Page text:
The latest business and finance news from around the world from the BBC
Update: Intel to invest $20bn in new Ohio chipmaking complex
The American technology firm Intel says it will spend $20 billion dollars to build two semiconductor chip factories in the US state of Ohio as a global shortage continues. Alena Semuels is the Senior Economics Correspondent at Time and explains the significance of the factories. Chris Low of FHN Financial analyses the possible wider impact on the markets. Also on the programme, how long should people isolate when they have Covid? And are businesses able to keep up with the changing rules? Its a question Marketplace's Kai Rysdall put to Cynthia Baur of the University of Maryland School of Public Health
This edition of World Business Report was presented by Rahul Tandon and produced by Nisha Patel
TotalEnergies and Chevron leave Myanmar
French and American energy giants TotalEnergies and Chevron are pulling out of Myanmar. They've cited deteriorating human rights in the wake of last year's coup in the country. We find out more from Gareth Leather, who is on the emerging markets team at Capital Economics.
Also in the programme, an investment of more than $400 million by the mining firm Rio Tinto on a potential lithium venture in Serbia appears to have come to nothing. The BBC's Guy Delaunay explains why.
After the British culture secretary warned that the way the BBC is funded may be coming to an end in the next few years, the BBC's Rob Young explores the way public service broadcasters are funded around the world.
Plus, the singer Adele has been forced to cancel a series of gigs, or residency, in Las Vegas at the last minute. Mark Mulligan of entertainment analysis company MIDiA Research tells us about the attraction to artists of the residency format.
Today's edition is presented by Fergus Nicoll, and produced by Will Bain, Sara Parry and Philippa Goodrich.
Update: Deadly blast in Ghana
A huge explosion in the west of the country has caused massive damage and loss of life.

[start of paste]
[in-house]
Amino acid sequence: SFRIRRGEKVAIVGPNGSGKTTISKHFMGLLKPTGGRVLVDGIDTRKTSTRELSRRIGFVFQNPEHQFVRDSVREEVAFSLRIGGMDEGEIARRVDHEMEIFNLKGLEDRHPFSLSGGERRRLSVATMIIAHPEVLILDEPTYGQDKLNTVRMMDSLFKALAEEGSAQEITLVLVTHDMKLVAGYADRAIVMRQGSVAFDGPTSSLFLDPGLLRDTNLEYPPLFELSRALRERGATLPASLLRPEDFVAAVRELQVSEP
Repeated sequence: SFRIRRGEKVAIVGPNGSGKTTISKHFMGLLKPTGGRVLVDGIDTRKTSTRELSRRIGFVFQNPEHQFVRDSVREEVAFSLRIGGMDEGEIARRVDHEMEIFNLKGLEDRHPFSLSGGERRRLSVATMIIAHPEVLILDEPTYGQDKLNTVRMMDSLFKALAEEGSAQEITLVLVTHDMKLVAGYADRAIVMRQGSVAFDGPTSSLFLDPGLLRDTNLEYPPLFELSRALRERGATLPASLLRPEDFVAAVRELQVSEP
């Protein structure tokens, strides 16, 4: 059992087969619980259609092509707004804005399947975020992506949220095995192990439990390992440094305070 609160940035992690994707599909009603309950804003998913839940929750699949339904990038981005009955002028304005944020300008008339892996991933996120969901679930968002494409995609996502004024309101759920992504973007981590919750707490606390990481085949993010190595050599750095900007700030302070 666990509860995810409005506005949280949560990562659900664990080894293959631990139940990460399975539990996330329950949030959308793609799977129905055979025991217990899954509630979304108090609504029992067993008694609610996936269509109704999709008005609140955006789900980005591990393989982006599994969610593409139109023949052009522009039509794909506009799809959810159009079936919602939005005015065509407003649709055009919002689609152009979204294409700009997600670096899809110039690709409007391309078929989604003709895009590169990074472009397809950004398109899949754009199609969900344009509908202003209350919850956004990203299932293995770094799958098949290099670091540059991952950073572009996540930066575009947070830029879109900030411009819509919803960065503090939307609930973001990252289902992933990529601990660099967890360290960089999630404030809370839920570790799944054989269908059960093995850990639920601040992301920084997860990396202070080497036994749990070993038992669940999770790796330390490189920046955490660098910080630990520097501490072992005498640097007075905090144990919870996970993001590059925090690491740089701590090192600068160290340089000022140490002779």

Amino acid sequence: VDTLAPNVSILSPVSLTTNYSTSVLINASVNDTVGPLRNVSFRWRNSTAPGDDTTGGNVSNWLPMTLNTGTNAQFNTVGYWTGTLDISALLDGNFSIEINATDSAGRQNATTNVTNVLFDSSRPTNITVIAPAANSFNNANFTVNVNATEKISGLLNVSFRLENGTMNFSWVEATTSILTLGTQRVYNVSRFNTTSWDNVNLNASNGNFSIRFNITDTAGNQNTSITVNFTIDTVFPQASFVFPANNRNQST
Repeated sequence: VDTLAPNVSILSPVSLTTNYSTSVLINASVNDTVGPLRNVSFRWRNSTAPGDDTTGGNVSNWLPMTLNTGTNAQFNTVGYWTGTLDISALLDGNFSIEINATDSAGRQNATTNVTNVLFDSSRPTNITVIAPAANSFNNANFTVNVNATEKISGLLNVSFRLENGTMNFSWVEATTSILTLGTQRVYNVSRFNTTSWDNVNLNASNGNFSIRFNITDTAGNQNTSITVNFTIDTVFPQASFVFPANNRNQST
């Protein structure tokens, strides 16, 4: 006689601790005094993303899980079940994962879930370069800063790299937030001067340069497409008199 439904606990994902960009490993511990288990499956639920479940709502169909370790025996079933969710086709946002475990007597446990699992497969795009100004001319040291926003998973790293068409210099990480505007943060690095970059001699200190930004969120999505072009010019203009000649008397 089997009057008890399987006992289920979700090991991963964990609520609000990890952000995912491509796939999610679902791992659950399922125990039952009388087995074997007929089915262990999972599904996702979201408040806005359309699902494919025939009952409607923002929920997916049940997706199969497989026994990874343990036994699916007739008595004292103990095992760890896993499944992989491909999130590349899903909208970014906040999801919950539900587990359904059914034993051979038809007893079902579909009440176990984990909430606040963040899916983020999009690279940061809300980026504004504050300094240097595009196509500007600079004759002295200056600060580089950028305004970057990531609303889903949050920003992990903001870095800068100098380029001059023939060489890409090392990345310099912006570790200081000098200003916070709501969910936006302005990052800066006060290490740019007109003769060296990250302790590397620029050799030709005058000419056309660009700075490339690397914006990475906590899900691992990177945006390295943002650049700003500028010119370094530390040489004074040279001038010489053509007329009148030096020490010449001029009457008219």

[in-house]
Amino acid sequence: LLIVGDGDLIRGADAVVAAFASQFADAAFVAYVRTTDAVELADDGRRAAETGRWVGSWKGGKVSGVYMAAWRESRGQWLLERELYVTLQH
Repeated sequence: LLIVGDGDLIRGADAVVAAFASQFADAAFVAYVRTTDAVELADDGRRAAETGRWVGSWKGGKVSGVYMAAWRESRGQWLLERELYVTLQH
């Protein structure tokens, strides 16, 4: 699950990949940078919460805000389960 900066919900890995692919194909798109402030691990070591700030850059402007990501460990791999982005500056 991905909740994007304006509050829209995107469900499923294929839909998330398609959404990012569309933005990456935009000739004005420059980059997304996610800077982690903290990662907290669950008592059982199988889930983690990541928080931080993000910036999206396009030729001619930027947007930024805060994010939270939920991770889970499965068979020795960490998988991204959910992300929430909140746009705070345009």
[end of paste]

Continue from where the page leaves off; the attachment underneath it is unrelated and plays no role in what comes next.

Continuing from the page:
Ukraine tension mounts
As signs of a possible Russian invasion of Ukraine mount we gauge the mood in the country. Orysia Lutsevych heads the Ukraine Forum in the Russia and Eurasia programme at Chatham House, and brings us her perspective. And we speak with Oleg Chernyak, who works for a software development company CHI Software, based in Kharkiv, but with offices around the country. Also in the programme, last weekend's underwater volcano eruption in Tonga caused a devastating oil spill thousands of miles to the east in Peru. Simeon Tegel is a freelance reporter based in Lima, and discusses the implications. Plus, the trend of "lying flat" is catching on among young Chinese who are opting out of competitive careers. The BBC's Ed Butler reports on the phenomenon.
Update: Biden defends his first year
President Biden has held a rare press conference to mark a year in office. Biden has defended his administration’s response to the global economic impact of the pandemic, and concerns over supply chain problems.We speak live to the BBC's Gary O'Donoghue outside the West Wing. Also in the programme more than 100 billionaires and millionaires have issued a plea to political and business leaders, asking them to make the super rich pay more tax.
South Africa opens vaccine manufacturing site
South Africa's President Ramaphosa has opened a vaccine manufacturing site in Cape Town. The BBC's Vumani Mkhize was at the event, and brings us the details. And we get reaction to the development from Thomas Cueni, director general of the International Federation of Pharmaceutical Manufacturers and Associations in Basel. Also in the programme, the vice president of the European Securities and Markets Authority has called for a ban in the European Union on mining of the cryptocurrency Bitcoin, on environmental grounds. Erik Thedeen explains his thinking. Rising food and fuel prices are making daily life tougher for the people of Sri Lanka, and the BBC's Anbarasan Ethirajan reports on the difficulties people in the country face. Plus, less than 10 per cent of trade involving members of the East Africa economic bloc the EAC is currently delivered by rail. Tanzania and Burundi hope to change that and are planning a new rail connection between the two countries. We hear what the countries hope to achieve with the proposal from Nuzulack Dausen, executive editor of the NuktaAfrica news agency in Dar es Salaam.